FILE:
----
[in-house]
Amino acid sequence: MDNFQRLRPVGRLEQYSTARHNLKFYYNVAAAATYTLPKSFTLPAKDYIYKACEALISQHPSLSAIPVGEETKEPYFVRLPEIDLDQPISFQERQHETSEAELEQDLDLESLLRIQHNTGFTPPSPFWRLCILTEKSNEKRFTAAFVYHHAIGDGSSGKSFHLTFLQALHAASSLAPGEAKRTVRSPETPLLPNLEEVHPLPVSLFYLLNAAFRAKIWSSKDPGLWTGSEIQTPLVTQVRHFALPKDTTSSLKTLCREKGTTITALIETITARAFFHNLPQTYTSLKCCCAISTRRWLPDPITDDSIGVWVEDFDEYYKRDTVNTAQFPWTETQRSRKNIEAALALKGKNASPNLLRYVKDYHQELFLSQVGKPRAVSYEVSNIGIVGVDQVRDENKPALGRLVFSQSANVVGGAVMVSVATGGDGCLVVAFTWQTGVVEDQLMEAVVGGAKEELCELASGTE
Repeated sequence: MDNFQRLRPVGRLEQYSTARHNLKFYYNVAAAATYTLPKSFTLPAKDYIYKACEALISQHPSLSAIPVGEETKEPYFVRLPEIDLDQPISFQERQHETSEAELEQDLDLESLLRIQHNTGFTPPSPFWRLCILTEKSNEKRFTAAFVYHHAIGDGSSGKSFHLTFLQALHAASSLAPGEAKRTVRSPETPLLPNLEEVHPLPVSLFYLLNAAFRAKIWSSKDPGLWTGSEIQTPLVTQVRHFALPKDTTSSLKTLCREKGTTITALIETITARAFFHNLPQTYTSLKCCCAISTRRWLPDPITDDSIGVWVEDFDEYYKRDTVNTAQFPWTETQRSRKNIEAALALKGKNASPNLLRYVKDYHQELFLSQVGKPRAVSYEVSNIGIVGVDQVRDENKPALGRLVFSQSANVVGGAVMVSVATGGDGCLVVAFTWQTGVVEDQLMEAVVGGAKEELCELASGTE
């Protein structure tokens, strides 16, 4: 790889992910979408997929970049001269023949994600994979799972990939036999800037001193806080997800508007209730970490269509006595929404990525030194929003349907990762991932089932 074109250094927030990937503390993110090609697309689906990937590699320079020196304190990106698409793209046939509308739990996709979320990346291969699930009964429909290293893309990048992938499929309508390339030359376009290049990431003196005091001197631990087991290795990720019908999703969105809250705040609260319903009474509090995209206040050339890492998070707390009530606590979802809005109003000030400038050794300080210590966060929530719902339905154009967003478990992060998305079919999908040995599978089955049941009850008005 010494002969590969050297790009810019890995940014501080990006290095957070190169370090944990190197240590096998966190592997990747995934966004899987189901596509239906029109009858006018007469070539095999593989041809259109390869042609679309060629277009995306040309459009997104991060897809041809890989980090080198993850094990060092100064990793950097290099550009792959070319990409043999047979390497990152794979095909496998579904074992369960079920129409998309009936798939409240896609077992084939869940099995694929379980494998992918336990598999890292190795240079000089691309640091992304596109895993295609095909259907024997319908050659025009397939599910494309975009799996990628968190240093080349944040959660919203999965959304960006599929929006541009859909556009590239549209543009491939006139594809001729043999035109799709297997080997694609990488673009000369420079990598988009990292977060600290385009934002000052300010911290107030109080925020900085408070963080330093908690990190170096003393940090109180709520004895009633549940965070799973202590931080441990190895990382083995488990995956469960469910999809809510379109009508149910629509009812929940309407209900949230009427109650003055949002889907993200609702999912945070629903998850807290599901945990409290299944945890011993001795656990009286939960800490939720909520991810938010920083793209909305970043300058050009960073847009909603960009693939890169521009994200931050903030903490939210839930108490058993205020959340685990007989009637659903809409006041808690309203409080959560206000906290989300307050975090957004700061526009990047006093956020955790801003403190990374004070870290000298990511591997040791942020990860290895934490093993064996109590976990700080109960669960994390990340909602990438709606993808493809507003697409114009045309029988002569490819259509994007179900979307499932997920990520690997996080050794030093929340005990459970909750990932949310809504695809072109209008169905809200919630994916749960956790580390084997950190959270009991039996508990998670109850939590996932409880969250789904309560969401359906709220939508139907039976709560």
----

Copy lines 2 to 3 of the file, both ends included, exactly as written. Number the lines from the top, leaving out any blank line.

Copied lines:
Amino acid sequence: MDNFQRLRPVGRLEQYSTARHNLKFYYNVAAAATYTLPKSFTLPAKDYIYKACEALISQHPSLSAIPVGEETKEPYFVRLPEIDLDQPISFQERQHETSEAELEQDLDLESLLRIQHNTGFTPPSPFWRLCILTEKSNEKRFTAAFVYHHAIGDGSSGKSFHLTFLQALHAASSLAPGEAKRTVRSPETPLLPNLEEVHPLPVSLFYLLNAAFRAKIWSSKDPGLWTGSEIQTPLVTQVRHFALPKDTTSSLKTLCREKGTTITALIETITARAFFHNLPQTYTSLKCCCAISTRRWLPDPITDDSIGVWVEDFDEYYKRDTVNTAQFPWTETQRSRKNIEAALALKGKNASPNLLRYVKDYHQELFLSQVGKPRAVSYEVSNIGIVGVDQVRDENKPALGRLVFSQSANVVGGAVMVSVATGGDGCLVVAFTWQTGVVEDQLMEAVVGGAKEELCELASGTE
Repeated sequence: MDNFQRLRPVGRLEQYSTARHNLKFYYNVAAAATYTLPKSFTLPAKDYIYKACEALISQHPSLSAIPVGEETKEPYFVRLPEIDLDQPISFQERQHETSEAELEQDLDLESLLRIQHNTGFTPPSPFWRLCILTEKSNEKRFTAAFVYHHAIGDGSSGKSFHLTFLQALHAASSLAPGEAKRTVRSPETPLLPNLEEVHPLPVSLFYLLNAAFRAKIWSSKDPGLWTGSEIQTPLVTQVRHFALPKDTTSSLKTLCREKGTTITALIETITARAFFHNLPQTYTSLKCCCAISTRRWLPDPITDDSIGVWVEDFDEYYKRDTVNTAQFPWTETQRSRKNIEAALALKGKNASPNLLRYVKDYHQELFLSQVGKPRAVSYEVSNIGIVGVDQVRDENKPALGRLVFSQSANVVGGAVMVSVATGGDGCLVVAFTWQTGVVEDQLMEAVVGGAKEELCELASGTE